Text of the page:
At the very end of the NT, in fact, the frog is still said to be "unclean" (in agreement with Leviticus 11:10), and there are still "unclean" birds (Rev. 16:13; 18:2). Therefore, the distinction between creatures that are "clean" (i.e., intended for food) and "unclean" (not intended for food) was not done away with in the NT.
Sometimes people point out that the Bible says everything God made was "good" (Gen. 1:31). Yes, this is true; but it doesn't say everything He made is food. Do you see the difference? Everything God made is good and has a purpose. But not everything He made is intended to be food for us.
For example, many creatures (like the ones listed above) are scavengers. They serve a useful purpose as the "vacuum cleaners" of the earth, but as such they are infested with bacteria, microscopic worms or larvae, and other impurities. Dogs and cats are useful as companions for people. They were not designed for human consumption, but are here to serve us in other ways. So every creature is useful, but not every creature is food.
What the Proof Texts Really Say
The traditional Christian view is that the kosher laws are not applicable to the Church. This view is based on several key NT passages, along with the interpretations of some early "church fathers" and other commentators.
Before we swallow this view hook, line, and sinker, we should remember that these are the same "church fathers" who gave us Santa Claus and the Easter Bunny! Some of them also believed the Church replaced Israel (Replacement Theology), so canceling the kosher laws was just another means of distancing the Church from her Jewish roots.
However, is this really what the New Testament teaches? Have unkosher creatures like rats, mice, spiders, snakes, cockroaches, cats, pigs, oysters, crabs, frogs, rabbits, and dogs really been approved under the New Covenant for human consumption? Let us examine some key proof texts often used to prove that the kosher laws have been canceled.
On the morrow, as they went on their journey, and drew nigh unto the city, Peter went up upon the housetop to pray about the sixth hour: And he became very hungry, and would have eaten: but while they made ready, he fell into a trance, And saw heaven opened, and a certain vessel descending unto him, as it had been a great sheet knit at the four corners, and let down to the earth: Wherein were all manner of fourfooted beasts of the earth, and wild beasts, and creeping things, and fowls of the air. And there came a voice to him, Rise, Peter; kill, and eat. But Peter said, Not so, Lord; for I have never eaten any thing that is common or unclean. And the voice spake unto him again the second time, What God hath cleansed, that call not thou common.
Traditional "Christian" Interpretation: The Lord was showing Peter that the kosher laws do not apply to Christians. He told Peter to slaughter unkosher animals and eat them. This means God has cleansed even unkosher creatures and they are now divinely approved for human consumption.
Correct Interpretation: It is misleading to stop reading in Verse 15 because Peter himself provides the correct interpretation a few verses later: "And he said unto them, Ye know how that it is an unlawful thing for a man that is a Jew to keep company, or come unto one of another nation; but God hath shewed me that I should not call any man common or unclean" (Acts 10:28).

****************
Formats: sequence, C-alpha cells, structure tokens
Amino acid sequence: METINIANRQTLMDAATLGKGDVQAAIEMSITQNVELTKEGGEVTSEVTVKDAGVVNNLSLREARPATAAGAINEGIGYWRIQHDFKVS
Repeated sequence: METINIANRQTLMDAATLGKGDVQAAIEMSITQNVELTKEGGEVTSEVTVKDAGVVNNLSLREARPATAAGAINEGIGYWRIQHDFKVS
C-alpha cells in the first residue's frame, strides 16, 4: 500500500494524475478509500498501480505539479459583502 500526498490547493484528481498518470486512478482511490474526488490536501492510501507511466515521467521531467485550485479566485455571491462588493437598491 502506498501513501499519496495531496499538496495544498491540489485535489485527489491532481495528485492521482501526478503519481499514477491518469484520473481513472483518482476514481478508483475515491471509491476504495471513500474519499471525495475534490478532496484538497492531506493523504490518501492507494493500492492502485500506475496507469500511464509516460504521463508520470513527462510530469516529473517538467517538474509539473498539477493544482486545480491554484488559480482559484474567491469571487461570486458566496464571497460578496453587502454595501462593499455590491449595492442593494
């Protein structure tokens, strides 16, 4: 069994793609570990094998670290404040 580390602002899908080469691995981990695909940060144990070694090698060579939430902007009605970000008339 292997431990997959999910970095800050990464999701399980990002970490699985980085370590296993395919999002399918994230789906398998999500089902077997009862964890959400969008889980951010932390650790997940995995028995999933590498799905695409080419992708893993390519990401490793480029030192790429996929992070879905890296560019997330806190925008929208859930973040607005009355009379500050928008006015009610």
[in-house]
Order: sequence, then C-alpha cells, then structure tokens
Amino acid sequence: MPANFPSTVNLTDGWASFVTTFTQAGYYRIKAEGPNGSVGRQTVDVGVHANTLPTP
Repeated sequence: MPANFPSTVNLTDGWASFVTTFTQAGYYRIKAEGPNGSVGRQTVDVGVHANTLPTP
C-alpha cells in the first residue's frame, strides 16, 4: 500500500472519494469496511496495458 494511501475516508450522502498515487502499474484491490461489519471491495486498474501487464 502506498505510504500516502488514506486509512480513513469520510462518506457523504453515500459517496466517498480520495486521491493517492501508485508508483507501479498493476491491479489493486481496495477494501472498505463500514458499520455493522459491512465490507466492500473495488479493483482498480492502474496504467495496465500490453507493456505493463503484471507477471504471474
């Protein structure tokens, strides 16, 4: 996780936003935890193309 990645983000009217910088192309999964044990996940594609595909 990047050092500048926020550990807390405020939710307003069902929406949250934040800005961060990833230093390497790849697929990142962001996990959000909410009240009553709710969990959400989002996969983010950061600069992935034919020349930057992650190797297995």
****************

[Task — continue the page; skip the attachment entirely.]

God used the clean and unclean animals as an illustration to teach Peter an important lesson. However, the lesson was not about food, but about people. Did Peter say, "God has shown me that I should not call any food unclean"? No, he realized that was not what the Lord was showing him. Instead, he said, "God has shown me that I should not call any man unclean."
The point was that the Gentiles, considered unkosher by ancient Jewish authorities (see the Mishnah at Ohalot 18:7; Mitzvot Torah, pr neg. 143; Maimonides in Hilchot Rotzeach, c. 12. sect. 7; Zohar in Exod. fol. 21. 1; Babylonian Talmud, Tractate Erubin, fol. 62. 2), had been cleansed through faith in the Messiah.
In other words, Jesus can make a Gentile kosher! At this pivotal point in church history (Acts 10), they learned that believing Gentiles were to be accepted and welcomed as full-fledged members of the Family of God.
I know, and am persuaded by the Lord Jesus, that there is nothing unclean of itself: but to him that esteemeth any thing to be unclean, to him it is unclean. But if thy brother be grieved with thy meat, now walkest thou not charitably. Destroy not him with thy meat, for whom Christ died. Let not then your good be evil spoken of: For the kingdom of God is not meat and drink; but righteousness, and peace, and joy in the Holy Ghost.
Traditional Interpretation: To mature Christians, nothing in itself is "clean" or "unclean." We are free to consume anything we wish. However, the Jewish Christians in Rome were "weaker" (spiritually) than the Gentile believers. They were still bound by the Law and wanted to keep the kosher laws. Therefore, Paul said the Gentiles should voluntarily abstain from consuming unkosher foods and thereby avoid offending their "weaker" Jewish brethren.